The Dobson-Tindall Animal Rescue Center opened this weekend in Cherokee County, giving the county its first permanent facility since the Cherokee County Humane Society formed in 2000.
The facility was named in memory of the late Dr. Ed Dobson, a local dentist whose family gave $100,000 to the humane society around 2001 with the request to build a rescue facility.
But the society's current president Judy Wyles says that money was never spent to construct or purchase a facility, and in fact, the humane society tried to disband in 2007.
That's when Wyles took over and formed a new board of directors, and asked for all the finances. She says there was just about half of the six-figure donation left, and she says none of the accounting records were available.
“I can't speak to what [the former board and director] did with that money,” Wyles said. I'm sure they had good intentions and that they did what they thought was right at the time.”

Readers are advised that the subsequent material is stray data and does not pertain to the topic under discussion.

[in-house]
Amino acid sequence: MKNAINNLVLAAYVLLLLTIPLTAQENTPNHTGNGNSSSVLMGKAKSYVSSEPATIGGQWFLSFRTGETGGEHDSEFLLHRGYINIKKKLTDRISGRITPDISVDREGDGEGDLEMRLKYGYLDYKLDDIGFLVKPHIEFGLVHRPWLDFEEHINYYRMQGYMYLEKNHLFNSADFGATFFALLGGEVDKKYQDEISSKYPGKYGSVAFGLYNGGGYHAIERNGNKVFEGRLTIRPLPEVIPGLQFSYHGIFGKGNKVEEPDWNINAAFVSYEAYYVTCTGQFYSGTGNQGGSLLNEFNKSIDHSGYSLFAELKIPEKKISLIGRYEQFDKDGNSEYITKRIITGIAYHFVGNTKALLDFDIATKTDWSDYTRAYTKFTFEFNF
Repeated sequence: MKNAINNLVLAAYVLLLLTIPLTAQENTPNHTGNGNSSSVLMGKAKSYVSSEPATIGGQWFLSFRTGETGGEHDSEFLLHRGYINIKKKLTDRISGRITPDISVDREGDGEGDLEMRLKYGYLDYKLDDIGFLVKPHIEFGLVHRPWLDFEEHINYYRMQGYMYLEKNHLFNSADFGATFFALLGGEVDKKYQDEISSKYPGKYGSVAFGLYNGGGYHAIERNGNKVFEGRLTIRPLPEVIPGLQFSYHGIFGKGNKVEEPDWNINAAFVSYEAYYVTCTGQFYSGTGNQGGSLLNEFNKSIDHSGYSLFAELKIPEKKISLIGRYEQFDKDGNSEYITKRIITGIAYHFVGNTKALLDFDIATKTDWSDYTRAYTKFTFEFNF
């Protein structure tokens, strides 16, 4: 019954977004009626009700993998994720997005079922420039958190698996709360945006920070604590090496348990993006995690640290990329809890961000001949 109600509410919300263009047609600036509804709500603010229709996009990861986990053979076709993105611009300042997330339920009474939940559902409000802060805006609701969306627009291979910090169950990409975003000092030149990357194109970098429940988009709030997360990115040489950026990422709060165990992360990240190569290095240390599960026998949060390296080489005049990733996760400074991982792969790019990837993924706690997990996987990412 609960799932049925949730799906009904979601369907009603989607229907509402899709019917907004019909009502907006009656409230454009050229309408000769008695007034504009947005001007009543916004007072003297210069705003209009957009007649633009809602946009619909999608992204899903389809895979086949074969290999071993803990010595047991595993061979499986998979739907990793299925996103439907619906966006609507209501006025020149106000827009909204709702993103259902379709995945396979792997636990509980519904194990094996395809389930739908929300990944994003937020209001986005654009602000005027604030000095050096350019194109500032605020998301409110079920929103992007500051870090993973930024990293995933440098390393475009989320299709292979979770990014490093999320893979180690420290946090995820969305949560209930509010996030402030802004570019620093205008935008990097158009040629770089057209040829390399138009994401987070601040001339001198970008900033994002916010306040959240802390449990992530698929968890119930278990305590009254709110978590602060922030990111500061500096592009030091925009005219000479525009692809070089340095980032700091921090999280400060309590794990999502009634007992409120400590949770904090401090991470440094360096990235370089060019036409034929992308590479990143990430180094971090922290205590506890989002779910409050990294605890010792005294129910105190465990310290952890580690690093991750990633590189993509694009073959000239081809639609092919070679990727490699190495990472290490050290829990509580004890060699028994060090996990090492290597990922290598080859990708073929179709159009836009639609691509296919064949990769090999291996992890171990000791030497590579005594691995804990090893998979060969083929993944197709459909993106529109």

The rescue center was needed to house puppies rescued from the county animal shelter which takes in about 1,500 dogs every year. Without the facility, the rescued puppies were sent to foster parents before being sent to adoption agencies, typically up north because adoption demand locally isn't as high.
Wyles didn't get discouraged and instead moved on, and over the next few years she worked to raise money, even donating her family's old farm house to be used in the project.
This past weekend, the years of hard work paid off when the Dobson-Tindall Animal Rescue Center opened on Beaver Dam Road.
However, the facility won't be open to the public to adopt, and people can't drop off unwanted pets here. Only rescued puppies from the county's shelter will be housed temporarily at the new facility, but in the next couple of months, they hope to rescue even more puppies and house them at another facility in a neighboring a county, though details about that weren't released yet.